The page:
by Jon Sanders
Research Editor and Senior Fellow, Regulatory Studies, John Locke Foundation
Emboldened by the Federal Trade Administration’s decision to waste federal dollars on light rail in Durham and Orange counties, the editorial writers at the N&O have returned yet again to hounding Wake County commissioners for not agreeing to go along with the folly.
I’ve watched the N&O develop its arguments in favor of local light rail as they grapple with a significant obstacle: expert consensus that the project is doomed to fail because the area is simply nowhere near dense enough to support light rail.
In the past two years, six different transportation experts, including light-rail advocates, have all explained how the area is simply too decentralized, too spread out, and not nearly population-dense enough to support expensive light rail.
That’s formidable consensus. It’s not something any responsible civic leader should ignore.
Here is how the N&O has evolved its messaging to navigate this significant obstacle — because make no mistake, there was never any doubting the issue in that office. See, light rail is visionary and Wake County absolutely must have it, transportation experts and revealed consumer preference and miniscule interest in Raleigh public transportation and countless other metropolitan failures and shocking transportation funding wastes be damned.
First the paper attempted to recast expert consensus as experts being trite and hackneyed. "Critics merely rolled out the same tired reason for doing little: The region isn’t crowded enough to supply passengers for light rail and commuter trains."
Next, it tried granting the issue over which there was consensus — without acknowledging the consensus overtly — in order to dismiss it with the always effective juvenile appeal of but everybody does it. "It may be true that this region currently lacks the density needed to support different kinds of mass transit, but that’s been an argument in other cities that went ahead anyway."
Next, it decided perhaps they could tarnish the expert consensus by a very circuitous route to personally attacking the experts. For example, if one of the experts is employed by a think tank upon whose board sits a Koch brother, and if to be doubly sure of this argument’s effect David Koch’s well-known libertarianism is recast in a term normally reserved by the paper to describe dangerous Islamic radicals ("ultraconservative"), then the apparent desire was that, by mere association, any statement from and agreement with such a person must be void on its face. It was a ridiculous gambit.
Getting nowhere by acknowledging the experts, even negatively, the N&O decided to level personal attacks at the "hidebound" and "dysfunctional" commissioners, directly.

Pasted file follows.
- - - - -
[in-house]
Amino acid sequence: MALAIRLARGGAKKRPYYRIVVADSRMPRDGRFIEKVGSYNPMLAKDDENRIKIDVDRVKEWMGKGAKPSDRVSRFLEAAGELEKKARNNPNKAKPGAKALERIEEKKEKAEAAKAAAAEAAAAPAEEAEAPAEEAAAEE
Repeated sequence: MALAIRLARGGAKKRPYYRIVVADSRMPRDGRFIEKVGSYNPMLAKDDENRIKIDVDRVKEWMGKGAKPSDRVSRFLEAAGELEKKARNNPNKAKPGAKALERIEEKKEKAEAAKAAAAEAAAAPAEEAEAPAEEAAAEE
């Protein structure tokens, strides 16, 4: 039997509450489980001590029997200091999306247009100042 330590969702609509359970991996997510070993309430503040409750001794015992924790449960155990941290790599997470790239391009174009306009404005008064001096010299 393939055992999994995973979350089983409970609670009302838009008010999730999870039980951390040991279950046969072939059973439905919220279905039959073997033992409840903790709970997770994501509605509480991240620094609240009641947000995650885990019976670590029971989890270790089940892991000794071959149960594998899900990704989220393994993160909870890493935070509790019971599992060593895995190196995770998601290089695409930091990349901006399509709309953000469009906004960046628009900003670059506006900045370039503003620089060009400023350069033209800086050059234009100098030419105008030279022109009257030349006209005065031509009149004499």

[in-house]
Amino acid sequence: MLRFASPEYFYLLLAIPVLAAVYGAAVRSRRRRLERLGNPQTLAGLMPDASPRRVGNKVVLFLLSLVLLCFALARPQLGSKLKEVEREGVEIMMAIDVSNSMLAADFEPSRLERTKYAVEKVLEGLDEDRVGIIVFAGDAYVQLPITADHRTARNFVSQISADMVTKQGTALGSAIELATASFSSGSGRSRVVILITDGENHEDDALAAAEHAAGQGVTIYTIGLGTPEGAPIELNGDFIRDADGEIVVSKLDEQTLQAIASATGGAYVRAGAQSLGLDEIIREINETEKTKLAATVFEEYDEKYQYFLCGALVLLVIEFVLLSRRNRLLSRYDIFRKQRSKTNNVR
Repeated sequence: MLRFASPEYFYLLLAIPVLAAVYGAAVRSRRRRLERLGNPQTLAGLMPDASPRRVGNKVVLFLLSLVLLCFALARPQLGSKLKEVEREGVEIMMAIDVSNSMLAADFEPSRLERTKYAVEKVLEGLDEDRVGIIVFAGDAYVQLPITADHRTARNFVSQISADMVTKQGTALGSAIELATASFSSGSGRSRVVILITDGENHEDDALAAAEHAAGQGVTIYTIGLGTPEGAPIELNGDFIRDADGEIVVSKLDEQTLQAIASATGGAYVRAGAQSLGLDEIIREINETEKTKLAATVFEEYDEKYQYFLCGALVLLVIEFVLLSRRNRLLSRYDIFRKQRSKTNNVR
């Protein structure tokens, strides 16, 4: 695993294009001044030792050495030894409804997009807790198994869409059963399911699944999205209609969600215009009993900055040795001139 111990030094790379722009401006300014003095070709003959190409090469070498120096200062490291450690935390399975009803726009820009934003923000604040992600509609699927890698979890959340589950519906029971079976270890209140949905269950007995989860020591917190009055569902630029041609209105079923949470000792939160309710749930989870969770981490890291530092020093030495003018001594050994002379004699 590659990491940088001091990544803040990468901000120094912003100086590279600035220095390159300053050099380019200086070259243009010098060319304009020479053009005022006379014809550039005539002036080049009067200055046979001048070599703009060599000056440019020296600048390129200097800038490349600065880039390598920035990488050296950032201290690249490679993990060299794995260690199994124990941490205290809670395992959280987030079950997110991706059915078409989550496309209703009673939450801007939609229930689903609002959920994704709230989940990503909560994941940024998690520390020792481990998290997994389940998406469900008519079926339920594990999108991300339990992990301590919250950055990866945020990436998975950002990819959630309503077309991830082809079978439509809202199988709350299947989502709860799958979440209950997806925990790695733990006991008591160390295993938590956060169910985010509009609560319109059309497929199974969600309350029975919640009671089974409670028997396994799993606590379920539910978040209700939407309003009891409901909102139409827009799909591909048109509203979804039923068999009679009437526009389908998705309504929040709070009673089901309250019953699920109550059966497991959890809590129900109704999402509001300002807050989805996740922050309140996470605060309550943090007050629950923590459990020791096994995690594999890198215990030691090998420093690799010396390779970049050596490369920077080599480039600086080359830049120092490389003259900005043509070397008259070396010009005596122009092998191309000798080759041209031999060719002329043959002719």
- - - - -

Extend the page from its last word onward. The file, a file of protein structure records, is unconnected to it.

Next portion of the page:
I noted then that, with this change of tack, N&O editorialists
are now trying a new approach to expert consensus: reductio ad abstinentis. That is, ignoring it. Pretending it never existed.
How it works: if Wake County commissioners are in fact heeding expert consensus by not raising taxes and blowing resources on a scheme that’s doomed to fail, then they are being responsible servants of the community. They are doing their job. They are being … functional.
But if they are just opposing rail transit for no reason, well, that’s just mean and they’re being beastly, and we submit to you that that is dysfunctional!
Having established by calculated ignorance that the expert consensus does not exist, the N&O has now moved on to the next progression in its argumentation: ipse dixit. The term means "he himself has said it," and in rhetoric it is the unproven assertion, the "Because I said so!" fumbled retort.
The N&O described Republican commissioners who seem "lukewarm to rail, period" ("period" because they obviously have no rational basis for it, now that it’s been ignored) and instead "see the campaign for light rail as a grandiose adventure that will end with huge costs and few passengers." (Oh, those guys; where do they get their ideas?)
Then, in sum, the N&O writes (emphasis added),
Wake’s leaders are right to be careful about transit costs, but there’s now a consensus that the region is crowded enough that people soon will need alternative ways to get around.
Look, there’s a consensus! and the N&O strenuously objects to Republican commissioners not acting on consensus. That is, as long as it is the "consensus" the N&O made up, and not the actual consensus from six different transportation experts.
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